I've seen an approach to collecting and keeping historical DB2 monitor data that I really like, and in this post I'm going to share it with you. Step 1 is to generate, on a daily basis, DB2 monitor accounting detail and statistics detail reports for your production DB2 for z/OS system(s). On the accounting side, the traces run to generate data for the report should include classes 1, 2, 3, 7, and 8. With respect to the grouping specification for the report data, I favor "connection type" as a nice balance between voluminous (grouping by, say, correlation ID would generate a LOT of report pages) and really broad brush (grouping by subsystem ID would perhaps hide some important information). Grouping by connection type will give you one detailed report for each type of connection to the DB2 subsystem - DRDA, batch, CICS, etc. The time interval for the report could be a busy hour of the day, or a full 24-hour period (I lean towards the former). The statistics report data should include that generated by the default statistics traces (1, 3, 4, 5, and 6). The report time interval should be consistent with that chosen for the daily accounting detail report. If you are running DB2 for z/OS in data sharing mode, generate both member-scope and group-scope statistics reports. After the accounting and statistics reports reports have been generated from a given days' DB2 SMF records, you can keep those records around for maybe another few days and then get rid of them.
Step 2 is to make these daily reports easily available to interested parties. The best way to do this, I think, is to "print" the reports to files in the disk subsystem, where they can be easily located and browsed through the TSO/ISPF interface. IBM for years sold a nifty product, called Report Management and Distribution System (RMDS), that greatly facilitated this process. Do any of you wonder what ever happened to RMDS? I did, and in looking around I found that it appears to have morphed a few times, becoming most recently an IBM product called Tivoli Output Manager for z/OS (something that does - I believe - what RMDS did, and more). You can check out documentation for Tivoli Output Manager on IBM's Web site. Something to make managing these files an easier task: consider "printing" them to a Generation Data Group (GDG). A GDG, in case you're not a z/OS system programming type, is in essence a group of files that can be thought of as successive iterations of the same process (in this case, a DB2 monitor report-generating process). You specify a limit on the number of iterations to retain, and the oldest ones are automatically deleted once that limit is reached. The file names are all the same base, with numerical suffixes distinguishing one from another. You'd have a GDG for each report type: one for the accounting detail reports, and one for the statistics detail reports (and a third for the group-scope statistics reports, if you run a DB2 data sharing group). If you'd like more information on GDGs in an easily digestible form, check out the IBM "red book" titled ABCs of z/OS System Programming Volume 3.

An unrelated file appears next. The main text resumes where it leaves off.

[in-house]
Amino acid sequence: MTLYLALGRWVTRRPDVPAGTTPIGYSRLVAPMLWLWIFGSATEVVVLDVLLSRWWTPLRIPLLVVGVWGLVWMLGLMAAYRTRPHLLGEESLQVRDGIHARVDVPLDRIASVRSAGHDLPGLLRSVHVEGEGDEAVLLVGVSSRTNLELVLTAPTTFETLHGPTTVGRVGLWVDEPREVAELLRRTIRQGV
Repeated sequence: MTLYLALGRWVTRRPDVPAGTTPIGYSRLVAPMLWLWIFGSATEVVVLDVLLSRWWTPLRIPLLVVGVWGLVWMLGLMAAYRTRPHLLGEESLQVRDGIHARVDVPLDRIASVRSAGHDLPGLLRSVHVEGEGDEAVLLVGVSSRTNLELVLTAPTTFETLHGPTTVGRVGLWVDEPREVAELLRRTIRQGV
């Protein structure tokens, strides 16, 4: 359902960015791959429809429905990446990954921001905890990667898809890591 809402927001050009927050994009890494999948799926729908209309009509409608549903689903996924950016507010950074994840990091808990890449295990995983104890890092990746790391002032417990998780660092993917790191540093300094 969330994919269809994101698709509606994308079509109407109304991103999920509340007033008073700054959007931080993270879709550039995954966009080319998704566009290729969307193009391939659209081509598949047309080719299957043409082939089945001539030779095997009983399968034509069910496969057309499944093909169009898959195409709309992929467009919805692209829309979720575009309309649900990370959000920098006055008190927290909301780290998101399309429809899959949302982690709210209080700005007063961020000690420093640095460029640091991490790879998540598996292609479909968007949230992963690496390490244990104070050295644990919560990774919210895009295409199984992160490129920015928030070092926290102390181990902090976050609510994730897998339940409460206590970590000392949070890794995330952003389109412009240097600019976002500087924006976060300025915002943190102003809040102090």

How many days of these reports should you retain? I'd like to have at least 30, and 60 days would be great. Trust me, once you see how useful these retained reports are, not only for problem solving but also for general DB2 workload trend analysis, you'll really be glad you've got 'em.
Non-technical postscript: Christmas Day is right around the corner. Whatever your faith tradition, I wish you joy and peace as 2007 draws to a close.
What Are Your Plans for DB2 for z/OS Stored Procedures?
If your organization runs DB2 on a mainframe server, are you using stored procedures? If so, good - plan on using them more extensively. If you're not using DB2 stored procedures, get moving with respect to putting an implementation plan in place.
As you've probably surmised, I'm very bullish on DB2 for z/OS stored procedures. I believe that they are the future of server-side SQL on the mainframe platform. I'll get to why in a moment. First, I'd like to address a question to those of you employed by DB2 for z/OS-using organizations that have either not started using stored procedures or are utilizing them only in a very limited way: what is holding you back?